PhD, University of Chicago
Filipe Calvão’s research focuses on the intersection between nature, culture, and capital in postcolonial Africa. Based on fieldwork in the mining region of Lunda, his dissertation examined the underlying cultural manifestations of Angola's diamond economy to detail how labor, commoditization, and sociality challenge or reinforce corporate governance, state sovereignty and security, as well as the political economy and ecology of mineral extraction. Most recently, he has published on corporate mining and the semiotic qualities of diamond trading in Angola, with previous work on medieval history, modern European colonialism and late imperialism in Africa, based on archival and ethnographic research in Portugal, Mozambique, and Angola. He has taught on resource extraction in the global economy, the anthropology of corporations, and social theory, and is currently preparing a book-length manuscript on diamond mining in Angola and a series of articles on diamond diggers and kimberlite mining, divination and corporate secrecy.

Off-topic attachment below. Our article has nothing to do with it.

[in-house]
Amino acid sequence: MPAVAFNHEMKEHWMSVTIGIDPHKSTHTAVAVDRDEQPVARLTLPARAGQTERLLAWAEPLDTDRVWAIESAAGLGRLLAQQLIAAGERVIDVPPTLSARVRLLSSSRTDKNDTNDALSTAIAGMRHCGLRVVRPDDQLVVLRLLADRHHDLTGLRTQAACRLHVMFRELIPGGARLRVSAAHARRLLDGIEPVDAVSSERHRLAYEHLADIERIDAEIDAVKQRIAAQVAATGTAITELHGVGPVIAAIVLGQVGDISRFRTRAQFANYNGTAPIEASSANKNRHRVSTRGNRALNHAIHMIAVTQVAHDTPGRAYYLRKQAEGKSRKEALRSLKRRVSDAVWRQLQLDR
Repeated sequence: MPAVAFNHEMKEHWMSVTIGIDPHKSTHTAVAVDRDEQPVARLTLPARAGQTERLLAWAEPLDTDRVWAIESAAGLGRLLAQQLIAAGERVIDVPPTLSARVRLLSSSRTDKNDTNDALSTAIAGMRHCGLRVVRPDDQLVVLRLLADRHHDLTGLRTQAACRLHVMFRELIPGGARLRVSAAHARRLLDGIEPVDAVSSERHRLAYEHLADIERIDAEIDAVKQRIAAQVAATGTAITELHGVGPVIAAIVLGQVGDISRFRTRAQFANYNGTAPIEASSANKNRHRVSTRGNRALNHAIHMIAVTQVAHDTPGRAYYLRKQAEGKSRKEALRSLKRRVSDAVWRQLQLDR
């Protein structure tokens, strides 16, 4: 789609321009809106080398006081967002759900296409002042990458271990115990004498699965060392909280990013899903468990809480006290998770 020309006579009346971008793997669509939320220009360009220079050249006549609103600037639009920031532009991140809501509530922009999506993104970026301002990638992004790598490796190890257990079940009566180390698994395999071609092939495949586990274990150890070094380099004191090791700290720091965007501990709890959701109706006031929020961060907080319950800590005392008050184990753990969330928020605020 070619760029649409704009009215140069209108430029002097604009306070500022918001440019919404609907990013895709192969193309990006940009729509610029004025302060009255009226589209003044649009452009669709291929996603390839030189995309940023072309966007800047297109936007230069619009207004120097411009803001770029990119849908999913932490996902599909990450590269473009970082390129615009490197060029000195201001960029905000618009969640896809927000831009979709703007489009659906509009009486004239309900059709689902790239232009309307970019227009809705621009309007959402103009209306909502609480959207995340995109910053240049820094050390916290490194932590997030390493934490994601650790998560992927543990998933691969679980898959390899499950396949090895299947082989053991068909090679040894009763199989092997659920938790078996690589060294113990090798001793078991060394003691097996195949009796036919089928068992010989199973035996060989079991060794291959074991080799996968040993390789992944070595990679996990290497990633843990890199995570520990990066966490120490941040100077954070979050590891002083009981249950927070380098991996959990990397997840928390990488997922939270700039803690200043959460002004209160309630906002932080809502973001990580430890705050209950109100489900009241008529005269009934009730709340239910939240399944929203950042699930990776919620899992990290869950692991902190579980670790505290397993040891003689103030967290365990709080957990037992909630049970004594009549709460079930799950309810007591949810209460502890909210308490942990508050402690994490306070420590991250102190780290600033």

- 2013. “The Transporter, the Agitator, and the Kamanguista: Qualia and the in/visible Materiality of Diamonds,” Anthropological Theory, vol. 13, no. 1/2.
- 2011 “When boom goes bust: Ruins, Crisis and Security in Megaengineering Diamond Mines in Angola,” in Brunn, Stan (ed.) Engineering Earth, Springer.
- 2006, “In the Absence of a Metaphysical Field: An Interview with Marshall Sahlins,” Exchange, Department of Anthropology, University of Chicago (with Kerry Chance).
- 2006, "Equilibrium and Conflict", in Colonialism & Imperialism: between ideologies and practices, Diogo Ramada Curto (ed.), EUI, no. 2006/1.
- 2002. "A Fundação de Capelas na Lisboa Quatrocentista: da morte à vida eterna”, (Death and Eternal Life in Medieval Chapel Tombs of fourteenth-century Lisbon), Lusitania Sacra, t. XIII-XIV, (UCP Press).